While many travellers only pass through Lima for a day or two on their way to Cusco and Machu Picchu but there may be more reasons to stay for a few days longer. Andean Experiences, a Peruvian boutique tour operator and hotel developer has announced Lima's first luxury arts boutique hotel, Hotel B, will be opening in March 2013.
The new hotel, formally named El Hotel de Barranco, was once an abandoned historic mansion built in 1914. Located in what is known as the bohemian neighborhood of Barranco, it is a seaside community popular with travelers as it has many artists studios galleries.
While there are many great hotels in Peru's capital city this is the first boutique hotel in Lima. Hotel B will feature only 17 suites, a private spa and a signature restaurant by Oscar Velarde, one of Peru’s best known restaurateurs.
The mansion is currently being restored with a focus on maintaining its heritage while creating modern amenities for its guests.
Lima is often overlooked as a destination but there are many reasons to stay in the city:
Without a doubt the drawing factor to Peru is the ancient kingdom of Machu Picchu but many travelers have no idea the country is a source of many amazing sites; in fact Northern Peru is much less expensive and crowded. For those that stay a few extra days in Lima, there is time to visit pre-Columbian sites just on the outskirts of the city.
Although the city has suffered from a number of earthquakes including a massive one in 1746, much of its history is well preserved and open for tourists to explore. One of the most impressive museums is Convento y Museo de San Francisco. An impressive example of colonial architecture with baroque detailing many people come here for one thing - the catacombs beneath the church. There are remains of nearly eighty thousand of members of the church and its priests. It is not for the faint of heart as you will walk by rows of organized skulls and bones but a fascinating tour and must be done with a guide.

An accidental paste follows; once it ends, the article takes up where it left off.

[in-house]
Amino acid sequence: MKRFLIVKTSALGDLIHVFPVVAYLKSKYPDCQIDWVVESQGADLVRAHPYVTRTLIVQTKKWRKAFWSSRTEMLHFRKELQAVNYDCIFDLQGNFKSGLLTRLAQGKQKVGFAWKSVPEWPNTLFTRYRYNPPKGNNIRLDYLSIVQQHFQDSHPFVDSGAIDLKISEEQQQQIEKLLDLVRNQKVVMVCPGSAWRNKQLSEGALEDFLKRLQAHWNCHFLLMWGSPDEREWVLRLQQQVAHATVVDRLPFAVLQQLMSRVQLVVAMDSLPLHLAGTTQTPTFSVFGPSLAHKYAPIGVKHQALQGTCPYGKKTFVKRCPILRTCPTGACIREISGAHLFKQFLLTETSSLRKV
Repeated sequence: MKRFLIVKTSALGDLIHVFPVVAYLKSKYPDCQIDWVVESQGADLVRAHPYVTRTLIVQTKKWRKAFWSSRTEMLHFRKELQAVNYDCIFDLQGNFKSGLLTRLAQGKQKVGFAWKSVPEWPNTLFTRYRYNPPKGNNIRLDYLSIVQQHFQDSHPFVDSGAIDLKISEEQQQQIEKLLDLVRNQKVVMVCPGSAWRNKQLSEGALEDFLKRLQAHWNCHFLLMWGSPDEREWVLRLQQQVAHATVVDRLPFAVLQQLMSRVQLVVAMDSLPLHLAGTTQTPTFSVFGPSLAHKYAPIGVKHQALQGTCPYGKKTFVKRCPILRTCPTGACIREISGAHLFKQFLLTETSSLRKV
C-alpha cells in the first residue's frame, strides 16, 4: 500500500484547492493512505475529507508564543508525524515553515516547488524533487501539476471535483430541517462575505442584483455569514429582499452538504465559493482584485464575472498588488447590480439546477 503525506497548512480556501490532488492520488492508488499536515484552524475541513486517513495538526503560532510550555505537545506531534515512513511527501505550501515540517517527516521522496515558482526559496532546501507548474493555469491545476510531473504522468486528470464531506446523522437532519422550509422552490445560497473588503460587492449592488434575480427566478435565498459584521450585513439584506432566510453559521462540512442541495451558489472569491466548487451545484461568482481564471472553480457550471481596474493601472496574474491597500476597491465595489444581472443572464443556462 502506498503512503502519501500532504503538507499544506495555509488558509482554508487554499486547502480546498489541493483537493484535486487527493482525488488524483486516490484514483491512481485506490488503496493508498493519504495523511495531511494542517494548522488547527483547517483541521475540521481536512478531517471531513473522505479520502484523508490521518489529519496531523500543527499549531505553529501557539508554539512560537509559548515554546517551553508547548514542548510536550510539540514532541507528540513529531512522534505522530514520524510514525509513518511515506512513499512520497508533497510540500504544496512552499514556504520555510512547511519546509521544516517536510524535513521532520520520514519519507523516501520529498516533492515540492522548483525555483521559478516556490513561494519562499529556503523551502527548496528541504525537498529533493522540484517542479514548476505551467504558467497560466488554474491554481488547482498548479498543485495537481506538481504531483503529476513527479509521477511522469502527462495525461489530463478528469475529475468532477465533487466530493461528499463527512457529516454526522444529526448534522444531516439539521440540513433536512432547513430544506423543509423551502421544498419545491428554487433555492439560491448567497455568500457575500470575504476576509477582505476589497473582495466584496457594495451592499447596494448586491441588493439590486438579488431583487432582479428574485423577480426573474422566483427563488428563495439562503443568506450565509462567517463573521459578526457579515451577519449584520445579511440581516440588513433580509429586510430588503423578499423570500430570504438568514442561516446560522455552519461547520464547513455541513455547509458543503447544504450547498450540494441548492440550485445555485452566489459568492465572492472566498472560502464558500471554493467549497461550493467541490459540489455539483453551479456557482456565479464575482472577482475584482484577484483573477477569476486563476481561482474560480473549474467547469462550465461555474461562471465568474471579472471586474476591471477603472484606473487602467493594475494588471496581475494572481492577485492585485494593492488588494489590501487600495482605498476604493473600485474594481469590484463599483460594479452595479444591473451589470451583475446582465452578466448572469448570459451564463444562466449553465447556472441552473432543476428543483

For those who find the remains a bit squeamish the Museo de la Nacion (National Museum) is a great option. This comprehensive museum provides a chronological tour of Peru's history from pre-Inca civilizations up to the Spanish colonization.
If art is more of a draw the world’s largest private collection of pre-Colombian art can be found at Museo Arqueológico Rafael Larco Herrera
It's already an established trend in New York City, many chefs are looking South for culinary inspiration in Peru. Peruvian food is diverse and there are fantastic restaurants in Lima that serve world-class ceviche and other seafood dishes. Unlike the rest of South America, Peruvian food is light and often spicy.
Vegetarians need not fear coming to Peru, while some tradition Andean food can be meat heavy there are a number of vegetarian restaurants in Lima including the popular El Alma Zen in Miraflores, which is a bit pricey by Peruvian standards but has an excellent reputation.
Lima is also home to Mistura, a food festival that is exploding in popularity. Held in the very large Parque de la Exposicion each September there over 350,000 attendees. Open to the public you can also see popular actors, musicians and chefs. For aspiring chefs there are a number of classes and lectures.
For something less formal, La Gran Fruta in San Isidrois extremely popular for fresh juices, but there is also a simple menu of fruit salads and simple sandwiches. And for those on a budget the market is always a great place to find freshly squeezed fruit juice and simple restaurants that are willing to cater to vegetarian standards.